Labour is split over pint issue

- Last updated on GMT

Related tags: Liquid pint, Prime minister of the united kingdom, Pint, Dti

DTI officials told legislation for a full liquid pint is unnecessaryGovernment officials have clashed over proposals for a compulsory 100 per cent...

DTI officials told legislation for a full liquid pint is unnecessary

Government officials have clashed over proposals for a compulsory 100 per cent liquid pint.

The regulations, proposed by the Department of Trade and Industry (DTI), are understood to be opposed by the Small Business Service (SBS), which is itself part of the DTI.

Insiders revealed last week that the SBS, which protects the rights of small businesses including pubs, had made a submission to the DTI arguing the move to regulate over the full pint was unnecessary.

A spokesman for the SBS said: "We have put forward our views on the full pint proposals and the discussions are ongoing."

There is also understood to be concern within the Prime Minister's office over the proposals, which would force licensees to serve a 100 per cent liquid pint over a minimum sample of 20 pints.

The DTI has so far refused to back down despite criticism from key government advisory body the Better Regulation Task Force.

But news of the SBS submission indicates a split within the government itself and has been welcomed by the trade.

Mark Hastings, spokesman for the Brewers and Licensed Retailers Association (BLRA), said: "It seems that within government there has been an outbreak of common sense and we can only hope that the DTI decides to drop these proposals."

Hastings also criticised the DTI for continuing to openly support the proposal during a consultation.

He said: "It is interesting that the department chose to let it be known it was minded to push ahead with this before the end of the consultation period, especially since the government as a whole, including Tony Blair, has made it clear it wants a consultation to be just that."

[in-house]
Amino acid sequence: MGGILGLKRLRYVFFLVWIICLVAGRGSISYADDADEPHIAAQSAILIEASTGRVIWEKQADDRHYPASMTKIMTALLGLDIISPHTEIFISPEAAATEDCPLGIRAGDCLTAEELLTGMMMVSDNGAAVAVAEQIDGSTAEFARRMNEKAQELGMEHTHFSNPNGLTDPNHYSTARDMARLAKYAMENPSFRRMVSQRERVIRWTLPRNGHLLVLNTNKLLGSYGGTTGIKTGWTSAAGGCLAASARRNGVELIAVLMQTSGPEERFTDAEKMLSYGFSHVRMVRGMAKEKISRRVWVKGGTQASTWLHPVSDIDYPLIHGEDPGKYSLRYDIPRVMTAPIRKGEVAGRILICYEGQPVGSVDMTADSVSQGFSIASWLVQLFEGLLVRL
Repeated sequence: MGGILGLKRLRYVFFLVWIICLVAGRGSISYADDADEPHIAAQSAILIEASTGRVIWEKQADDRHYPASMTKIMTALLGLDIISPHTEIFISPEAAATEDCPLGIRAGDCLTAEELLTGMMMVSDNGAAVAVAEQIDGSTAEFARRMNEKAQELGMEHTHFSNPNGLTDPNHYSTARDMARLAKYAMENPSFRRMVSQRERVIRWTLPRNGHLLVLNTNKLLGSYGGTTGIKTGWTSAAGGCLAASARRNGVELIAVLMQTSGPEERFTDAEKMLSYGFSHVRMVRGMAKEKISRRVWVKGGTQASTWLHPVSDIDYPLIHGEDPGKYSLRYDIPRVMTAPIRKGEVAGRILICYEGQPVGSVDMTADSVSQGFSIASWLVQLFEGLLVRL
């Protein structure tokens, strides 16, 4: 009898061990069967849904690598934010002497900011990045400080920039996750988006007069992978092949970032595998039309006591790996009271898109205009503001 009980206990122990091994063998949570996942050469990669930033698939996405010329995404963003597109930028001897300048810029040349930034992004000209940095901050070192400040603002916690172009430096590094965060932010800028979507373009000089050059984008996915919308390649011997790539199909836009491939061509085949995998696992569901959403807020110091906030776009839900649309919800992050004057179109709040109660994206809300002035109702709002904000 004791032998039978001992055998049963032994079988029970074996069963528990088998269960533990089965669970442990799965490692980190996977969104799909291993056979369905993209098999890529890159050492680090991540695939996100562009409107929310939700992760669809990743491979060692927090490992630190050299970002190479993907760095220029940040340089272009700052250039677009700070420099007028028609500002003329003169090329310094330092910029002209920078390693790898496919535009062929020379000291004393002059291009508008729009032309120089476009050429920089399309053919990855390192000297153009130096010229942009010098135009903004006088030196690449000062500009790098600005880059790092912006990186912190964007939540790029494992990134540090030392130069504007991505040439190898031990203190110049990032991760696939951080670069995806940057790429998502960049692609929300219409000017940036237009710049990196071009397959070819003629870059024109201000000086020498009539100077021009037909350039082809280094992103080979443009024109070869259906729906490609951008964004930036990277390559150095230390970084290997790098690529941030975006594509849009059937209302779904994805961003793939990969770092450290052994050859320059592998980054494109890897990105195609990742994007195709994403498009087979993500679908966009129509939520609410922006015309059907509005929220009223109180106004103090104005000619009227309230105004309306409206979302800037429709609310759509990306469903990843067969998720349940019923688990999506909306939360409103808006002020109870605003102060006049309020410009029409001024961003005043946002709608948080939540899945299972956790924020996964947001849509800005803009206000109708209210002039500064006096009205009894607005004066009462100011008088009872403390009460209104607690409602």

Task Force chairman Lord Haskins has advised ministers that the move is disproportionate to the number of complaints from customers over short measures.

Industry leaders fear the plan could cost the trade thousands of pounds and would be almost impossible for trading standards officers to enforce.

Many pubs would need to introduce oversized glasses in order to keep serving beer with a head and it could mean a rise in wasted beer through accidental overfilling.

As The Publican Newspaper went to press, Chris McCabe, licensee of two pubs in Redruth, Cornwall, was due to present a petition and specially branded beer glasses to Number 10 Downing Street in protest over the proposal.

McCabe said: "It is the licensees and not the pub customers that are being short measured by the government, with all the regulations and red tape it keeps bringing in."

But the DTI has claimed that regulation is necessary to stop the "widespread inconsistency" in measures served across the country.

It claims research has showed as many as one in five pints contain less than 95 per cent liquid.

A spokeswoman for the DTI said: "We are looking at the results of the consultation and will be publishing our response shortly."

Related topics: Legislation

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